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200 people cancel donations to Oxfam Belgium
Oxfam Belgium is looking into whether it can obtain a “statement of good conduct” from police for its workers who it sends overseas. The move is in response to the ongoing allegations of sexual misconduct leveraged against the UK chapter, which is the international headquarters of the global charity.
It recently emerged that six British aid workers, led by a Belgian national working for Oxfam UK, paid for sex when stationed in Haiti in 2011. The group apparently even set up parties to which prostitutes – some possibly underage – were invited.
The Oxfam staff were in the country as part of relief efforts following the devastating earthquake that struck Port au Prince in 2010. Further revelations include reports that Oxfam, while having sacked or accepted the resignations of the workers involved in Haiti, has covered up the story for years.
One of the workers who resigned was the director of Oxfam Haiti – the Belgian Roland van Hauwermeiren. He had worked for Oxfam UK but never for Oxfam Belgium.
‘They made a big mistake’
It came to light that Van Hauwermeiren had been sacked from another charity in Liberia in 2004 for the exact same behaviour. He went on to lead delegations as an employee of Oxfam, first in Chad, where he also employed prostitutes, and then in Haiti. Van Hauwermeiren, now 68, currently lives at the Belgian coast.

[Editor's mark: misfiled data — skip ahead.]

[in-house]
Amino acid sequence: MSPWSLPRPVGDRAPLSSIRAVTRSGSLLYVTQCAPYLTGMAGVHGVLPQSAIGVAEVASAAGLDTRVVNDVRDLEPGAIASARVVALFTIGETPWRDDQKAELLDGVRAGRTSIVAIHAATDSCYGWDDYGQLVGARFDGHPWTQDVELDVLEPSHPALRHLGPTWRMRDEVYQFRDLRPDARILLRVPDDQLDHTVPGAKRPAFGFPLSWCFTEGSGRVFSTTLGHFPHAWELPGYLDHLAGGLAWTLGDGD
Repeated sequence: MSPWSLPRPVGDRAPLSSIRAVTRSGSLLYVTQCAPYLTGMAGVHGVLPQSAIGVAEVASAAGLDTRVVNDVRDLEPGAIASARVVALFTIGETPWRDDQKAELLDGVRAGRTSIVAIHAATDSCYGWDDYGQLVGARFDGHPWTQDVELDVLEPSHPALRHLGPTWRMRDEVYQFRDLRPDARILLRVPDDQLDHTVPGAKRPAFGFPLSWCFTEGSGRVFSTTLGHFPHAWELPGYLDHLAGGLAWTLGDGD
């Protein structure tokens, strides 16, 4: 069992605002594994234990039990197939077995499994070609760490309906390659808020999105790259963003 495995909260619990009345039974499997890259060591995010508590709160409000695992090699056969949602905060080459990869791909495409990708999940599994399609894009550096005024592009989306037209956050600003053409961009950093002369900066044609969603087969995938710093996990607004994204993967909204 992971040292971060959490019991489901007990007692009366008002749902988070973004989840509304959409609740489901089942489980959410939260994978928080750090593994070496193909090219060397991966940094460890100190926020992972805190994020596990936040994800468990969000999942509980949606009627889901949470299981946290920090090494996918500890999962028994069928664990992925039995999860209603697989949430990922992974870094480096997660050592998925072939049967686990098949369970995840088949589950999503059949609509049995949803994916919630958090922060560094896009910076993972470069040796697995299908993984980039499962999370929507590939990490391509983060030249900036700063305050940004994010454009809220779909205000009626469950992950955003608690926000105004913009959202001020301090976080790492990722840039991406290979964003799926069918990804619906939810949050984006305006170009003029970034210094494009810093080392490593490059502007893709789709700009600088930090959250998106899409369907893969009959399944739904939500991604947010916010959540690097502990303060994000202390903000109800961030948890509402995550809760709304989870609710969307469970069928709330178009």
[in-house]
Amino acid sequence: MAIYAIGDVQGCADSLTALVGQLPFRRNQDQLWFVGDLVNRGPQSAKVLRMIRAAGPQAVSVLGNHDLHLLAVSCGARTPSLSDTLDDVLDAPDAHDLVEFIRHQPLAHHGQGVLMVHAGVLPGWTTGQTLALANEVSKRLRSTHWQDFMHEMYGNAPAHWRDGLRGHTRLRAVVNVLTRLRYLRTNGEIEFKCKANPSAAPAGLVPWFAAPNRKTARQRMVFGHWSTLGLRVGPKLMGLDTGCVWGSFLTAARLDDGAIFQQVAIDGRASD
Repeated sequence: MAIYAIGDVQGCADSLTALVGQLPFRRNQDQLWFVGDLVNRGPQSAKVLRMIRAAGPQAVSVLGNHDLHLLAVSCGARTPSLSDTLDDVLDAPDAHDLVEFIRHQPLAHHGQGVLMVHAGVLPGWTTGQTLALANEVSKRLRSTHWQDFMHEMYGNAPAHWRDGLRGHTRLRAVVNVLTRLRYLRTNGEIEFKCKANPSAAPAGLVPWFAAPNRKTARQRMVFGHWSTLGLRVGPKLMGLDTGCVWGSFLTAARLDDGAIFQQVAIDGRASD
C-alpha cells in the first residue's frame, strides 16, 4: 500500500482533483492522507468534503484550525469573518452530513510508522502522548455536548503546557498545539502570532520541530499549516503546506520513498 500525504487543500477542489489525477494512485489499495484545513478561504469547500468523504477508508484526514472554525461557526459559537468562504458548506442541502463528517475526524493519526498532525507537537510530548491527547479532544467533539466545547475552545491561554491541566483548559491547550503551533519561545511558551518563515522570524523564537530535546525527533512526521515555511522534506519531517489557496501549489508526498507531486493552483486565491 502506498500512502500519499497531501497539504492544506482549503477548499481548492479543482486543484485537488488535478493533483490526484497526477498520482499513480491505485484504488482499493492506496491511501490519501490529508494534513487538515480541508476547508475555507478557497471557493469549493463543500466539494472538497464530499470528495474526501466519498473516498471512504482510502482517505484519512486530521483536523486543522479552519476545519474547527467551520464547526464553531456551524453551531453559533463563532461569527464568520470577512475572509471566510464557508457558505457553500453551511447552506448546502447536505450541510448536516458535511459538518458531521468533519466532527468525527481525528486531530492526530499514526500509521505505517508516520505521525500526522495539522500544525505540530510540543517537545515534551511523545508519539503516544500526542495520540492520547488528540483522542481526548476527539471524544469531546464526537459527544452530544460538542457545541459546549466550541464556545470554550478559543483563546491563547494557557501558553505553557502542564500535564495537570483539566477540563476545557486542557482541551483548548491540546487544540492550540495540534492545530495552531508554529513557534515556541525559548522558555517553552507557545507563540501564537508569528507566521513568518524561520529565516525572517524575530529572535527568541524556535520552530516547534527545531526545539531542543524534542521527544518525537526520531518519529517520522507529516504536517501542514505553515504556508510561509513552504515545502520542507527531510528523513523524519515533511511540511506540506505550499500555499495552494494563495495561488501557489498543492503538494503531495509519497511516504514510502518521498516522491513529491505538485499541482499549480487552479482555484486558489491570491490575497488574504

And then yesterday: Juan Alberto Fuentes Knight, chair of Oxfam’s international arm, was arrested in Guatemala as part of a corruption investigation.
So the chair of Oxfam Belgium, Stefaan Declercq, took to a local talk programme last night to try to diffuse any anger directed at his chapter. “Generally, Oxfam tries to hire local people to lead relief efforts,” he said. “Oxfam UK should have hired a Haitian. They made a big mistake, and their director at the time admitted as much and resigned because of it.”
About 200 people have stopped their monthly donations to Oxfam Belgium, he revealed, but he’s heard from hundreds more who have offered their support. What happened, he said, “is completely at odds with the values and the mission of Oxfam as an organisation. I have worked with Oxfam for more than 40 years, and I am absolutely appalled. It is also scandalous to the thousands of volunteers and staff who work every single day in support of these values.”
He said that Oxfam Belgium screens its aid workers and are now examining “whether we can request a statement of good conduct for our workers who are sent on overseas missions. We need to find out if that is within our rights in terms of privacy laws.”